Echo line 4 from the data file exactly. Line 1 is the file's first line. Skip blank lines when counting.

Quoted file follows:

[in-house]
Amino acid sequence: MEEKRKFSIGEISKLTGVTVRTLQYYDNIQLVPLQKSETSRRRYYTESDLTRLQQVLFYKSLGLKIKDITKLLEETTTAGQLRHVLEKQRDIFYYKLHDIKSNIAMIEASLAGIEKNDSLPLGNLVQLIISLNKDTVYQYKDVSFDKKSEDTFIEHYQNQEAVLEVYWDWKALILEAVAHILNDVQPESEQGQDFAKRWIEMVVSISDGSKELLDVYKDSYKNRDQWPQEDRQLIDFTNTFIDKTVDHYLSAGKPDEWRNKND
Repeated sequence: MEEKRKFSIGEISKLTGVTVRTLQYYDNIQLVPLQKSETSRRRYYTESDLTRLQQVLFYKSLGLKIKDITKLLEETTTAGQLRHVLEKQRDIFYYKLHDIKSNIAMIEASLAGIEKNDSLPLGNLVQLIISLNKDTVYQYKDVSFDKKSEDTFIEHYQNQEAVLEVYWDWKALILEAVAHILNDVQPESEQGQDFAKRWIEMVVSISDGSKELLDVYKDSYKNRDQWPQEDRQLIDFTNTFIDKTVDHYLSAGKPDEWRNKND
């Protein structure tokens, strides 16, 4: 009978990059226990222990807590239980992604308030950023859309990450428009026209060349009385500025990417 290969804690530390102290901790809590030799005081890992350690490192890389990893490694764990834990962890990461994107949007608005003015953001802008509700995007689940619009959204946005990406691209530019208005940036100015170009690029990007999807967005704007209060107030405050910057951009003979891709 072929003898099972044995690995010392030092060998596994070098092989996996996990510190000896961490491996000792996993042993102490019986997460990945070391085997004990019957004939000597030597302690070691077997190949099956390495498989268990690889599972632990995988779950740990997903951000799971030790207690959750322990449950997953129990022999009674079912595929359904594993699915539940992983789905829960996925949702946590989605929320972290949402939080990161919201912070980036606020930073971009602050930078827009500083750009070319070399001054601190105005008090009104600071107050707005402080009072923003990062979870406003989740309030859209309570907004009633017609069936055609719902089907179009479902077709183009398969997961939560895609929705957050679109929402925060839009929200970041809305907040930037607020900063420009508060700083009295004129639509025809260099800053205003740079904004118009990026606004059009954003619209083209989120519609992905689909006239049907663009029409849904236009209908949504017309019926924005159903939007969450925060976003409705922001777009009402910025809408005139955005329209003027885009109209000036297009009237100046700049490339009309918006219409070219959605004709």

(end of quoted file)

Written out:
């Protein structure tokens, strides 16, 4: 009978990059226990222990807590239980992604308030950023859309990450428009026209060349009385500025990417 290969804690530390102290901790809590030799005081890992350690490192890389990893490694764990834990962890990461994107949007608005003015953001802008509700995007689940619009959204946005990406691209530019208005940036100015170009690029990007999807967005704007209060107030405050910057951009003979891709 072929003898099972044995690995010392030092060998596994070098092989996996996990510190000896961490491996000792996993042993102490019986997460990945070391085997004990019957004939000597030597302690070691077997190949099956390495498989268990690889599972632990995988779950740990997903951000799971030790207690959750322990449950997953129990022999009674079912595929359904594993699915539940992983789905829960996925949702946590989605929320972290949402939080990161919201912070980036606020930073971009602050930078827009500083750009070319070399001054601190105005008090009104600071107050707005402080009072923003990062979870406003989740309030859209309570907004009633017609069936055609719902089907179009479902077709183009398969997961939560895609929705957050679109929402925060839009929200970041809305907040930037607020900063420009508060700083009295004129639509025809260099800053205003740079904004118009990026606004059009954003619209083209989120519609992905689909006239049907663009029409849904236009209908949504017309019926924005159903939007969450925060976003409705922001777009009402910025809408005139955005329209003027885009109209000036297009009237100046700049490339009309918006219409070219959605004709």